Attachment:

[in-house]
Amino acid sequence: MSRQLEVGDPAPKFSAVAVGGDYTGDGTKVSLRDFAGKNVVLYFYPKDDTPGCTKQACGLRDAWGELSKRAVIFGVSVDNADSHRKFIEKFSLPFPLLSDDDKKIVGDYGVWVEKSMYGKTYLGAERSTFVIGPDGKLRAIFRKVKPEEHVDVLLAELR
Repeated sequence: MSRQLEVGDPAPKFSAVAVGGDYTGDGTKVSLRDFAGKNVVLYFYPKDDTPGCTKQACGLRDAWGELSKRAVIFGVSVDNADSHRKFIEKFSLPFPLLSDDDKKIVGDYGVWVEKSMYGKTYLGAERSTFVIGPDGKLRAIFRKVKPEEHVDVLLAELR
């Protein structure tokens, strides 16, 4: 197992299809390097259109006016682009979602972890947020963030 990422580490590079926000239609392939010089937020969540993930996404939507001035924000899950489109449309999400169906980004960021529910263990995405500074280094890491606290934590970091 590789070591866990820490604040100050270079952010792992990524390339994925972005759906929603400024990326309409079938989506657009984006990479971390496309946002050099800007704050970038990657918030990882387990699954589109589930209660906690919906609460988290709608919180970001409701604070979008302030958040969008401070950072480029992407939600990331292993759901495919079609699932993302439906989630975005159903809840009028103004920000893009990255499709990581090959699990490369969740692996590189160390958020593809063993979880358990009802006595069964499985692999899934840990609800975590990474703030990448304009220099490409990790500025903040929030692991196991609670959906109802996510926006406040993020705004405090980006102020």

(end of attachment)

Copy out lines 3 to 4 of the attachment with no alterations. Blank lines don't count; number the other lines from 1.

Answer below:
Repeated sequence: MSRQLEVGDPAPKFSAVAVGGDYTGDGTKVSLRDFAGKNVVLYFYPKDDTPGCTKQACGLRDAWGELSKRAVIFGVSVDNADSHRKFIEKFSLPFPLLSDDDKKIVGDYGVWVEKSMYGKTYLGAERSTFVIGPDGKLRAIFRKVKPEEHVDVLLAELR
């Protein structure tokens, strides 16, 4: 197992299809390097259109006016682009979602972890947020963030 990422580490590079926000239609392939010089937020969540993930996404939507001035924000899950489109449309999400169906980004960021529910263990995405500074280094890491606290934590970091 590789070591866990820490604040100050270079952010792992990524390339994925972005759906929603400024990326309409079938989506657009984006990479971390496309946002050099800007704050970038990657918030990882387990699954589109589930209660906690919906609460988290709608919180970001409701604070979008302030958040969008401070950072480029992407939600990331292993759901495919079609699932993302439906989630975005159903809840009028103004920000893009990255499709990581090959699990490369969740692996590189160390958020593809063993979880358990009802006595069964499985692999899934840990609800975590990474703030990448304009220099490409990790500025903040929030692991196991609670959906109802996510926006406040993020705004405090980006102020």